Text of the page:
When Should I Be Concerned About Cracks in Concrete?
Cracks in your concrete floor are entirely normal, but you should address them when they reach a certain point.
- It’s perfectly normal for your concrete floors to crack
- Various underlying causes could cause these cracks
- You can sometimes leave the damage alone if the appearance doesn’t bother you
- Numerous repair techniques are available when necessary
It should be no surprise to learn that concrete floors tend to crack. If you’ve been around these floors in the past, you might have seen various imperfections on the surface that stand out.
The good news is that your contractor can usually repair cracked concrete quickly, before or after polishing it. The steps you’ll take to improve your cracked concrete depend on the size of the imperfection and what caused the damage in the first place. You might even leave the crack alone if it isn’t a tripping hazard because of the character it adds to the surface.
If you’re asking, “When should I be concerned about cracks in concrete?” the answer is, it depends on the individual situation. Here’s a look at some common causes and types of cracked concrete, along with how your contractor can repair them.
Causes of cracked concrete
Are cracks in concrete normal? Yes, but some specific underlying causes typically lead to damage. Unfortunately, many of these errors occur when pouring the concrete, so repairing the cracks as they form is the only option.
First, the contractor responsible for installing the concrete could have put too much water in the mixture. Adding excess water makes the concrete easier to pour but creates additional shrinkage as the surface dries and the moisture evaporates. The shrinking concrete then pulls apart and cracks.
Another issue that could cause your concrete to crack is when the surface dries too rapidly because of a lack of moisture. The process that allows concrete to go from a liquid to a solid state requires water, and this chemical reaction should continue for weeks after pouring it. The slab cures too quickly when there isn’t enough water in the mixture, causing it to crack.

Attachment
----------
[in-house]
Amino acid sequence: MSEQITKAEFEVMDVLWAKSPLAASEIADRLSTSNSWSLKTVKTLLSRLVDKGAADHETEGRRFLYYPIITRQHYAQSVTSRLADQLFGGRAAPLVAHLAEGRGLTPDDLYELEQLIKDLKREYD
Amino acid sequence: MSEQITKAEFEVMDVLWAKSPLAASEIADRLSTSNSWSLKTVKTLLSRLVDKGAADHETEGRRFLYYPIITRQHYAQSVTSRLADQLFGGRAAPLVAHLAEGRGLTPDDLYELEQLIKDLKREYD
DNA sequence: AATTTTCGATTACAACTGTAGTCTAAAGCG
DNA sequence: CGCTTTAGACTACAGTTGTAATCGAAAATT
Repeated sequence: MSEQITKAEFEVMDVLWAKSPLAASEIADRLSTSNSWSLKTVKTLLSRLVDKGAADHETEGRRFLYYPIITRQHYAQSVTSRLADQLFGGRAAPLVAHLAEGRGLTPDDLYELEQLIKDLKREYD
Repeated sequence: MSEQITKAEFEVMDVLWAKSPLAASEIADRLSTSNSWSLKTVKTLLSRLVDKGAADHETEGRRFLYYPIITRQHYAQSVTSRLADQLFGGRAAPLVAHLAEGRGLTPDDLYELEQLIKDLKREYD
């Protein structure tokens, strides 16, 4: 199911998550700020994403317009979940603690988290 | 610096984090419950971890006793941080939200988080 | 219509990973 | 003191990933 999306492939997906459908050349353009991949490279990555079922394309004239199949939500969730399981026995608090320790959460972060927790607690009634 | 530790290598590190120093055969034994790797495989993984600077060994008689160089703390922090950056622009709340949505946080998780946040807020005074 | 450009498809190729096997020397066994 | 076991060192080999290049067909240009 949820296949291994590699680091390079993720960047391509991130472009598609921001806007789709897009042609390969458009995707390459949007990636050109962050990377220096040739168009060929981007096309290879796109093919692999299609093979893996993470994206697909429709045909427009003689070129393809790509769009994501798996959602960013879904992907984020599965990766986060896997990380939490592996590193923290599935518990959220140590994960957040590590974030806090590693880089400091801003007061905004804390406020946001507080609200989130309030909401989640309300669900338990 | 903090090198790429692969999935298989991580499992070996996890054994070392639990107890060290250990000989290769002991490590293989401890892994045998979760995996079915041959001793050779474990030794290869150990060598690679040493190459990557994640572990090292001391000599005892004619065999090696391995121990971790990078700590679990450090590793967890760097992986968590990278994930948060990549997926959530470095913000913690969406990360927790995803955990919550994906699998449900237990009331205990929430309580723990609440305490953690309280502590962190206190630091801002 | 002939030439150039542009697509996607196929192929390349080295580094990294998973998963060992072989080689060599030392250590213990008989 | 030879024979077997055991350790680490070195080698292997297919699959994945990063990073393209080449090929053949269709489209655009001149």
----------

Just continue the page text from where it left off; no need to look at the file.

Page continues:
Additionally, a lack of control joints could create cracks in your slab. These control joints ensure your floors don’t have too much pressure on any given point by distributing it throughout the room.
Cracks in your concrete floor may also arise when the ground beneath the slab isn’t adequately compacted before pouring the surface. A subgrade, subbase, or base course is necessary to minimize the issues that arise as the ground settles.
You can’t do much about the cracks in your concrete floor except repair them, but understanding why they appear can help as you move through the process. The underlying cause also determines the type of crack you’ll experience.
Types of cracks in your concrete
The steps you’ll take to repair your concrete could depend on the type of crack present. The different types of stress cracks in concrete could also create greater urgency.
Hairline cracks on the surface are common but often aren’t overly serious. You’ll want to repair these cracks if you notice them widening over time. They’ll also require attention if they become a tripping hazard or you don’t like their appearance.